Even if printed in orange, it is beyond arrogance for a group of scholars who share a particular viewpoint to self-label it the "Standard Model" and thereby attempt to suggest that their adversaries are kooks.
10.29.2005 3:34pm
Ross Levatter (mail):
I'm not a lawyer, but I believe it is referred to as the Standard Model because it is the viewpoint taken by over 90% of articles appearing on the topic in peer-reviewed literature--including major law journals and writings by highly respected Constitutional Law professors--over the last 20 years.

I'm a doctor; it would be like me referring to Koch's Postulates at the standard model, even if a wide segment of society, frequently quoted in the public press and interviewed on major TV outlets, routinely claimed AIDS was caused by homosexuality.
10.29.2005 7:36pm
A Guest Who Enjoys This Site:
"The Standard Model," as presented, is OLDER than the "articles appearing on the topic in peer-reviewed literature--including major law journals and writings by highly respected Constitutional Law professors--over the last 20 years."

In February 1982, a 'Subcommittee on the Constitution' for the Senate Committee on the Judiciary issued a report on 'The Right to Keep and Bear Arms' where their findings were, in virtually every sense, "The Standard Model." This was nearly a full generation before Ashcroft became AG and over a generation before Ashcroft's report.

Even before that, "The Standard Model" was the "standard curriculum" for U.S. History at most any grade level; from Kindergarten to University. I became aware of a change in the textbooks sometime in the late '70s or early '80s; where margin information was provided in chapters on the Constitution and the Bill of Rights which began suggesting that the government had the 'right to restrict what types of firearms could be owned.'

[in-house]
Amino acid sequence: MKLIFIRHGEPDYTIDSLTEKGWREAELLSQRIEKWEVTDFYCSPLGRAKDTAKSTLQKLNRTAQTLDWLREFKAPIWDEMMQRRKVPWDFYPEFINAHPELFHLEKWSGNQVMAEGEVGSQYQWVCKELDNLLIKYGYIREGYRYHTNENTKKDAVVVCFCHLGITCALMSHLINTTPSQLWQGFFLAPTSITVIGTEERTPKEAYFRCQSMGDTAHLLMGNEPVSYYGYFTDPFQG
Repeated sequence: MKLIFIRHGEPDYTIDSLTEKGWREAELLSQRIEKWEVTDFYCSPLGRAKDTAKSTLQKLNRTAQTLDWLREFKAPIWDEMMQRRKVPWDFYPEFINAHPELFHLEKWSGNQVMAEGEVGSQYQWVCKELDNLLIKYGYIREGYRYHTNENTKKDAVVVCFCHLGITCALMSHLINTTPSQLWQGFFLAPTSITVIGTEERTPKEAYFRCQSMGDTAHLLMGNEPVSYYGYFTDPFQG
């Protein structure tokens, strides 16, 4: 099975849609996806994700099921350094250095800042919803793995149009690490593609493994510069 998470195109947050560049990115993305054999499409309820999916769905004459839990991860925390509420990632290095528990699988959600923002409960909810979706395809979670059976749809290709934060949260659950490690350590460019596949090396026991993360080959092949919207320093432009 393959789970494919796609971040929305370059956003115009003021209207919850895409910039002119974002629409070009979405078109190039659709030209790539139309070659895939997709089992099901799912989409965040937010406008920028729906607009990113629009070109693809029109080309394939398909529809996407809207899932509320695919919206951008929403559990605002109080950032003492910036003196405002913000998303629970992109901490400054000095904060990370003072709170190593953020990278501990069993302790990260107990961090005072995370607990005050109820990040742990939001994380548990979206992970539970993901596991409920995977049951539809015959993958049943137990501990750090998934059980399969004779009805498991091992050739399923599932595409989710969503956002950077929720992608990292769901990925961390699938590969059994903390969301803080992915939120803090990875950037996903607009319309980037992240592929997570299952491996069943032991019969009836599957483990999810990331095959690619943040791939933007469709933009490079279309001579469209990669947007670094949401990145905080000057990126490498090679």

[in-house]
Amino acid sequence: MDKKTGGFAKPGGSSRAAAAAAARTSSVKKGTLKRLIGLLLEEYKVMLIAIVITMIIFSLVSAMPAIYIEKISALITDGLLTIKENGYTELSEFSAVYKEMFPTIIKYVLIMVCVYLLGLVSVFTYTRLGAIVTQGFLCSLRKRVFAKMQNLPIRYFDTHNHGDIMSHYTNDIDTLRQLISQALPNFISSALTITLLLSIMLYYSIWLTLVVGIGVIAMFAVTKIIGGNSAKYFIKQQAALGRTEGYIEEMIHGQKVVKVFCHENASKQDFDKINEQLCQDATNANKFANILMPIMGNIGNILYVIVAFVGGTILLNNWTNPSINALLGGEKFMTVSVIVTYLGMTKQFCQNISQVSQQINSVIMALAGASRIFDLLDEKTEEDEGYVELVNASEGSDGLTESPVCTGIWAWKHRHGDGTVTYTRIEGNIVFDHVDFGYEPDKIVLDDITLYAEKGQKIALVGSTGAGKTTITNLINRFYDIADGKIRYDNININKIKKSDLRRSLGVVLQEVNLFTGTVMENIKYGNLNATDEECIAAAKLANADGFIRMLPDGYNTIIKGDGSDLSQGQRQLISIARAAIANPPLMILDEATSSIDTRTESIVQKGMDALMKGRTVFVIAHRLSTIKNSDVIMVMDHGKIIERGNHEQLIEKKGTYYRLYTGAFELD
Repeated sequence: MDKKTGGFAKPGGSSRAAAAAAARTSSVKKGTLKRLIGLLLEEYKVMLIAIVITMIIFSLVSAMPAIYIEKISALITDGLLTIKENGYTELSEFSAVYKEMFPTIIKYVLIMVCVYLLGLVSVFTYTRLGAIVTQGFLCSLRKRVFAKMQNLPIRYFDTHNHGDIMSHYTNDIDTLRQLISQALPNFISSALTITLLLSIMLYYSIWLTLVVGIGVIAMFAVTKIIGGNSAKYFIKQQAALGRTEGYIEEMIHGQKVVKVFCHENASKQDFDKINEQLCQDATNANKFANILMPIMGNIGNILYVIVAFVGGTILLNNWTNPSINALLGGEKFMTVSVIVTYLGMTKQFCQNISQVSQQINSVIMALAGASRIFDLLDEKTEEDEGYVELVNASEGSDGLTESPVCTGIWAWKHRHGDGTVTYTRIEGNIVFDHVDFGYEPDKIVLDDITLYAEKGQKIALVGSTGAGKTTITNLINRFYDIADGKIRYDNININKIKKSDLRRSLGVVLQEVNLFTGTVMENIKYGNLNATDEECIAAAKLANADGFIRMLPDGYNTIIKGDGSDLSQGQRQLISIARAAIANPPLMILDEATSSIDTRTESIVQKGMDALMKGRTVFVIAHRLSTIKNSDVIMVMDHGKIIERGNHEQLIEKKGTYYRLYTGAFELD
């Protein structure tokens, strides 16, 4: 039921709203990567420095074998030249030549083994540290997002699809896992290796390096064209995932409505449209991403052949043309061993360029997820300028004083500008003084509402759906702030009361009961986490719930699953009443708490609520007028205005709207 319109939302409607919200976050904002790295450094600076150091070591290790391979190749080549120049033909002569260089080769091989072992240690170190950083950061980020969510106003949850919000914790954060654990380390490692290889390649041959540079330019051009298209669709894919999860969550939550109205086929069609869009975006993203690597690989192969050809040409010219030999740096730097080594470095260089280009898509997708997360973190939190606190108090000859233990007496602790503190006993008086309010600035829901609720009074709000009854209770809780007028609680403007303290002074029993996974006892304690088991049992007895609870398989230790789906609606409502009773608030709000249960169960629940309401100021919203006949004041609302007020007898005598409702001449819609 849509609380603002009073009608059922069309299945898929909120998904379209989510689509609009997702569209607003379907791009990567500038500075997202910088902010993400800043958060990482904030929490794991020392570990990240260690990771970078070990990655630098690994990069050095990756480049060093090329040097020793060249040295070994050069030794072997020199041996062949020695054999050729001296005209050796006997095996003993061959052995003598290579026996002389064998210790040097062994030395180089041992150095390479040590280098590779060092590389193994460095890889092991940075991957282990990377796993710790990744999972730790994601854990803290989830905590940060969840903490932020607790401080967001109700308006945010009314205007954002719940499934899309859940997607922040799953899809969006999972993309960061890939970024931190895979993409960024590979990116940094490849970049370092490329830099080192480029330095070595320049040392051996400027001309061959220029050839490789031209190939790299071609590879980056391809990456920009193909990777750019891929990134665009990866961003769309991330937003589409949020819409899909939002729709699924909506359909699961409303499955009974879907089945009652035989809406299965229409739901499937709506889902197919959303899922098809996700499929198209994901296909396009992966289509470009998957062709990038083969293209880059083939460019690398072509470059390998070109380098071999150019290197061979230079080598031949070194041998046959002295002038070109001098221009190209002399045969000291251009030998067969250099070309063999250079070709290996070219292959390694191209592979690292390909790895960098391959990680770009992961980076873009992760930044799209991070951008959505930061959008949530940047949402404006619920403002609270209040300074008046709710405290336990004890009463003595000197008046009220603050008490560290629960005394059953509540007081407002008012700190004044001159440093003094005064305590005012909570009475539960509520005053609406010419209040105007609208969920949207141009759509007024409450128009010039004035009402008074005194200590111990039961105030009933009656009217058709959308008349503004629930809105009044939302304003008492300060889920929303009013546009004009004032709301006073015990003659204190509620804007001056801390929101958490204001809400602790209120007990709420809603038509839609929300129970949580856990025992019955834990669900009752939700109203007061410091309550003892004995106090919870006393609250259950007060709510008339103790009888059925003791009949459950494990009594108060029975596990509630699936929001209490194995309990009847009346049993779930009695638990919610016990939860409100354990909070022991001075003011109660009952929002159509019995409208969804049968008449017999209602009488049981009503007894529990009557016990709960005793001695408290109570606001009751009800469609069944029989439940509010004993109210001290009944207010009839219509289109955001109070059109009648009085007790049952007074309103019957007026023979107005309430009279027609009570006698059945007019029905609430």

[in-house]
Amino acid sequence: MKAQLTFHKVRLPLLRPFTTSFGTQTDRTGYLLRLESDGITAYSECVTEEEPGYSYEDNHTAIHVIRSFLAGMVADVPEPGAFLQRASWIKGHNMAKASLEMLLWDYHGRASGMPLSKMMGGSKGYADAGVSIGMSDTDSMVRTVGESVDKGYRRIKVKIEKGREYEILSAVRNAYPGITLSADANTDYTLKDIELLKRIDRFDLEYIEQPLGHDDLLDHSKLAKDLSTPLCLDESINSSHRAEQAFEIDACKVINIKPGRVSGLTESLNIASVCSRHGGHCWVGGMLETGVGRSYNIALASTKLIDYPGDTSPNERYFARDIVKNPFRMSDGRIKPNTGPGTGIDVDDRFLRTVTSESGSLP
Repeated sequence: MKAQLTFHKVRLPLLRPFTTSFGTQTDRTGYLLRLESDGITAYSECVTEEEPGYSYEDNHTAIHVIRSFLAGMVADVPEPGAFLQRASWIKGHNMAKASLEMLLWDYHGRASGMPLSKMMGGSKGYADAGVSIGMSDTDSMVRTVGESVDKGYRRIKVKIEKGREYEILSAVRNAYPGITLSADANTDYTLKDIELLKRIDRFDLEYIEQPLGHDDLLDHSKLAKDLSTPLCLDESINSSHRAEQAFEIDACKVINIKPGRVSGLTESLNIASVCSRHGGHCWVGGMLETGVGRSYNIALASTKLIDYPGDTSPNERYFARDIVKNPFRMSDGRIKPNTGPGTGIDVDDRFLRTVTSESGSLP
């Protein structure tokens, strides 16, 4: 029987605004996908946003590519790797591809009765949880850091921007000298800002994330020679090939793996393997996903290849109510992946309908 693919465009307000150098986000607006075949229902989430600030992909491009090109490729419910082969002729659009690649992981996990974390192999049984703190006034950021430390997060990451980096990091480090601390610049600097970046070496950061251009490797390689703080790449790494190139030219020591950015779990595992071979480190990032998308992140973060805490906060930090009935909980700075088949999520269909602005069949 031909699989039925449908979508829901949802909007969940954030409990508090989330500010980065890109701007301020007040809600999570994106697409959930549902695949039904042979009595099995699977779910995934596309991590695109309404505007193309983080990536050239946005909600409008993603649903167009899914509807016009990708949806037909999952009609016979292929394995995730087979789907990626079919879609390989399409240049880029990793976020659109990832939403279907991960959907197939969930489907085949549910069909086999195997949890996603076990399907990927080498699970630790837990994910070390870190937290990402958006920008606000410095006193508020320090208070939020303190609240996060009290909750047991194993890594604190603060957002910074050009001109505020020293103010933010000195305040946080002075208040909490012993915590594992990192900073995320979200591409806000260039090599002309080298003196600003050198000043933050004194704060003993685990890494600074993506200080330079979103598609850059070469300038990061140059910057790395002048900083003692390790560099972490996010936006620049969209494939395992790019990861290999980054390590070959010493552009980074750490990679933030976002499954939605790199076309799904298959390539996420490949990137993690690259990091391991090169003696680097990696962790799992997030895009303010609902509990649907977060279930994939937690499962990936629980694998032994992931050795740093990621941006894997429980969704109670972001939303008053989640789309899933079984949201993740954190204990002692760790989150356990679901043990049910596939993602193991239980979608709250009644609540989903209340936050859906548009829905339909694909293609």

So, in a very real sense, "the Standard Model" of the Second Amendment was THE standard for school curriculum, societal understanding, Congress, and scholars prior to the 'new wave' of "living constitutionalists," "historical revisionists," et al. Thus, I would have to agree that it is beyond arrogance for a group of scholars who share a particular viewpoint to self-label...the "Standard Model" as anything other than accurate, mainstream, historical understanding, and thereby attempt to suggest that their adversaries, i.e., those who adhere to traditional, historically contextual understanding of the Constitution, are kooks.
10.29.2005 11:41pm
Passing By:
Justice Corrigan makes no secret of her stance on the role of the judiciary. She has publicly endorsed A Matter of Interpretation as a guide to the direction of the Michigan Supreme Court.

She heads what is arguably the most activist Supreme Court in the nation, disavowing any notion of stare decisis in relation to cases that the majority deems to have been wrongly decided, even in the face of a decade or two of nonaction by Michigan's Republican legislature (even during the tenure of the Republican governor who appointed her).

Her majority is closely tied to the insurance industry and to big business, as is patent from the consistency by which her court favors those interests. In a relatively recent decision, Kreiner v. Fischer, her court not only undid a long history of consistent interpretation of Michigan's No Fault Law, it enacted by judicial fiat the gist of an initiative to amend that law which had failed with the voters. (Not even the insurance industry pretended at that time that Michigan's No Fault statute provided as the Supreme Court has now judicially rewritten it to provide - hence their initiative.)

I recognize that wild judicial activism that favors industry (or expands governmental immunity) is shrugged off by the pseudo-conservatives who like to mythologize about judicial activism as a creature of the political left, but no true conservative would fail to take note that her court routinely does exactly what the political right pretends to hold in disdain.

She's bright, capable, and is a shrewd politician, but I think the overt parisanship of her record and raw activism of her court would scuttle her chances. (Not to mention, nothing in her record that I have seen would indicate how she would hold on issues of choice.)
10.30.2005 9:40am